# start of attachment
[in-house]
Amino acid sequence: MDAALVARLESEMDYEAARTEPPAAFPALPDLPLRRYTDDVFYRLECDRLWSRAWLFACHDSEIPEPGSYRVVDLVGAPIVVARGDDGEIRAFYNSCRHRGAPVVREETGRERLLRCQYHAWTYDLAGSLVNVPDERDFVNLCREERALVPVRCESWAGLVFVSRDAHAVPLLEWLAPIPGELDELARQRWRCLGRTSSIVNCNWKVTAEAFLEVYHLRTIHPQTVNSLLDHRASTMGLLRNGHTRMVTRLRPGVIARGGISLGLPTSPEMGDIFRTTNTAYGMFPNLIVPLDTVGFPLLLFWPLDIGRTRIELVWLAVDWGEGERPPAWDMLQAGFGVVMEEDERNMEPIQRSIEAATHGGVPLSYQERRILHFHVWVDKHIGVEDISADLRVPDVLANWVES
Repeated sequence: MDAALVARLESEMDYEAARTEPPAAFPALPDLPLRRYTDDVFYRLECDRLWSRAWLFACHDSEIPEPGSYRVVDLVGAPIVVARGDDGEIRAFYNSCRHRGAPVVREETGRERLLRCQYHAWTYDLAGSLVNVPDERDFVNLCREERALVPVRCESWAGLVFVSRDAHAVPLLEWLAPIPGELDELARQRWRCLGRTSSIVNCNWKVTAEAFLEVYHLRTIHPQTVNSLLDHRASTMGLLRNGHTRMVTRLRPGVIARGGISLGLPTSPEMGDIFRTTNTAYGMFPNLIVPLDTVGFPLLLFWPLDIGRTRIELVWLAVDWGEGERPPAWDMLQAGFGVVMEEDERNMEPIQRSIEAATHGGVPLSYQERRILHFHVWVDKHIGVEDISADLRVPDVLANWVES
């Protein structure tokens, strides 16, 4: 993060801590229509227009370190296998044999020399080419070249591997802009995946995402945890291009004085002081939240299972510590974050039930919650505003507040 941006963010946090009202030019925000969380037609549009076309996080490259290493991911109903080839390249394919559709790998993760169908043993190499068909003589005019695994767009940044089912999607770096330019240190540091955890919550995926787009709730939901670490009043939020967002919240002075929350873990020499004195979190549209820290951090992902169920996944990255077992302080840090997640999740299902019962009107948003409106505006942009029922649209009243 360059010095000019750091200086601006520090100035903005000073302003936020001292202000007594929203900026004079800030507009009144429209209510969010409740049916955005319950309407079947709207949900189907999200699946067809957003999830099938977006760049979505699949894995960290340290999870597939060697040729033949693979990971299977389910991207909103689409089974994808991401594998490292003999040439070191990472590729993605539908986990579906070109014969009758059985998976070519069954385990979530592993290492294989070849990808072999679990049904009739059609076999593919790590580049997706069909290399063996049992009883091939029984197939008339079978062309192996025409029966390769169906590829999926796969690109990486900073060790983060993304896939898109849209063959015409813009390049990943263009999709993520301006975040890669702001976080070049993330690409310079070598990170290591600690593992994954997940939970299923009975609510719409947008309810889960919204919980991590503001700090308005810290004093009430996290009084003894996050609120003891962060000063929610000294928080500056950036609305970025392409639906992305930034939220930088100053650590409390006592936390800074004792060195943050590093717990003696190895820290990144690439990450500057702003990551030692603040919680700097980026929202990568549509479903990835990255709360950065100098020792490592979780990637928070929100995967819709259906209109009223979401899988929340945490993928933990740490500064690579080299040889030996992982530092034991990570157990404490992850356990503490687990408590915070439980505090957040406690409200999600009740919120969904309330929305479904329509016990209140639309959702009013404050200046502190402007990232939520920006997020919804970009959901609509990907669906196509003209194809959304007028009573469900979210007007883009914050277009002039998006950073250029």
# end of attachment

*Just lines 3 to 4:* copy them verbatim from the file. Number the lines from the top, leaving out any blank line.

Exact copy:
Repeated sequence: MDAALVARLESEMDYEAARTEPPAAFPALPDLPLRRYTDDVFYRLECDRLWSRAWLFACHDSEIPEPGSYRVVDLVGAPIVVARGDDGEIRAFYNSCRHRGAPVVREETGRERLLRCQYHAWTYDLAGSLVNVPDERDFVNLCREERALVPVRCESWAGLVFVSRDAHAVPLLEWLAPIPGELDELARQRWRCLGRTSSIVNCNWKVTAEAFLEVYHLRTIHPQTVNSLLDHRASTMGLLRNGHTRMVTRLRPGVIARGGISLGLPTSPEMGDIFRTTNTAYGMFPNLIVPLDTVGFPLLLFWPLDIGRTRIELVWLAVDWGEGERPPAWDMLQAGFGVVMEEDERNMEPIQRSIEAATHGGVPLSYQERRILHFHVWVDKHIGVEDISADLRVPDVLANWVES
């Protein structure tokens, strides 16, 4: 993060801590229509227009370190296998044999020399080419070249591997802009995946995402945890291009004085002081939240299972510590974050039930919650505003507040 941006963010946090009202030019925000969380037609549009076309996080490259290493991911109903080839390249394919559709790998993760169908043993190499068909003589005019695994767009940044089912999607770096330019240190540091955890919550995926787009709730939901670490009043939020967002919240002075929350873990020499004195979190549209820290951090992902169920996944990255077992302080840090997640999740299902019962009107948003409106505006942009029922649209009243 360059010095000019750091200086601006520090100035903005000073302003936020001292202000007594929203900026004079800030507009009144429209209510969010409740049916955005319950309407079947709207949900189907999200699946067809957003999830099938977006760049979505699949894995960290340290999870597939060697040729033949693979990971299977389910991207909103689409089974994808991401594998490292003999040439070191990472590729993605539908986990579906070109014969009758059985998976070519069954385990979530592993290492294989070849990808072999679990049904009739059609076999593919790590580049997706069909290399063996049992009883091939029984197939008339079978062309192996025409029966390769169906590829999926796969690109990486900073060790983060993304896939898109849209063959015409813009390049990943263009999709993520301006975040890669702001976080070049993330690409310079070598990170290591600690593992994954997940939970299923009975609510719409947008309810889960919204919980991590503001700090308005810290004093009430996290009084003894996050609120003891962060000063929610000294928080500056950036609305970025392409639906992305930034939220930088100053650590409390006592936390800074004792060195943050590093717990003696190895820290990144690439990450500057702003990551030692603040919680700097980026929202990568549509479903990835990255709360950065100098020792490592979780990637928070929100995967819709259906209109009223979401899988929340945490993928933990740490500064690579080299040889030996992982530092034991990570157990404490992850356990503490687990408590915070439980505090957040406690409200999600009740919120969904309330929305479904329509016990209140639309959702009013404050200046502190402007990232939520920006997020919804970009959901609509990907669906196509003209194809959304007028009573469900979210007007883009914050277009002039998006950073250029």